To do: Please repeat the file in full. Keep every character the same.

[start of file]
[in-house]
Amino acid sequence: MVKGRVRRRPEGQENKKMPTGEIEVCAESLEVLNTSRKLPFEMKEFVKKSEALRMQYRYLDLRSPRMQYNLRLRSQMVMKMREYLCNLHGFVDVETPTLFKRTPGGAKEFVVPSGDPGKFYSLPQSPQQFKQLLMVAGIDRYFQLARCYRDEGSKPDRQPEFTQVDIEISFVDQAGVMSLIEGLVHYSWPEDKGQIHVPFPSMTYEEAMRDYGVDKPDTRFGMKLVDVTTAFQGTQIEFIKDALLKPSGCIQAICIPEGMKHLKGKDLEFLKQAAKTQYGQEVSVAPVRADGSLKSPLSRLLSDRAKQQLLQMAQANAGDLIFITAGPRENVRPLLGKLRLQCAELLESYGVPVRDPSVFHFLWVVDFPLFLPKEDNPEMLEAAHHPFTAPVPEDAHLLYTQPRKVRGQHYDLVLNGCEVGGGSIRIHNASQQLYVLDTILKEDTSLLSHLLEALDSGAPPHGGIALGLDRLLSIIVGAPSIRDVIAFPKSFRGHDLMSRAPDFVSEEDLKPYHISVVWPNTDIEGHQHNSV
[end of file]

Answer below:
[in-house]
Amino acid sequence: MVKGRVRRRPEGQENKKMPTGEIEVCAESLEVLNTSRKLPFEMKEFVKKSEALRMQYRYLDLRSPRMQYNLRLRSQMVMKMREYLCNLHGFVDVETPTLFKRTPGGAKEFVVPSGDPGKFYSLPQSPQQFKQLLMVAGIDRYFQLARCYRDEGSKPDRQPEFTQVDIEISFVDQAGVMSLIEGLVHYSWPEDKGQIHVPFPSMTYEEAMRDYGVDKPDTRFGMKLVDVTTAFQGTQIEFIKDALLKPSGCIQAICIPEGMKHLKGKDLEFLKQAAKTQYGQEVSVAPVRADGSLKSPLSRLLSDRAKQQLLQMAQANAGDLIFITAGPRENVRPLLGKLRLQCAELLESYGVPVRDPSVFHFLWVVDFPLFLPKEDNPEMLEAAHHPFTAPVPEDAHLLYTQPRKVRGQHYDLVLNGCEVGGGSIRIHNASQQLYVLDTILKEDTSLLSHLLEALDSGAPPHGGIALGLDRLLSIIVGAPSIRDVIAFPKSFRGHDLMSRAPDFVSEEDLKPYHISVVWPNTDIEGHQHNSV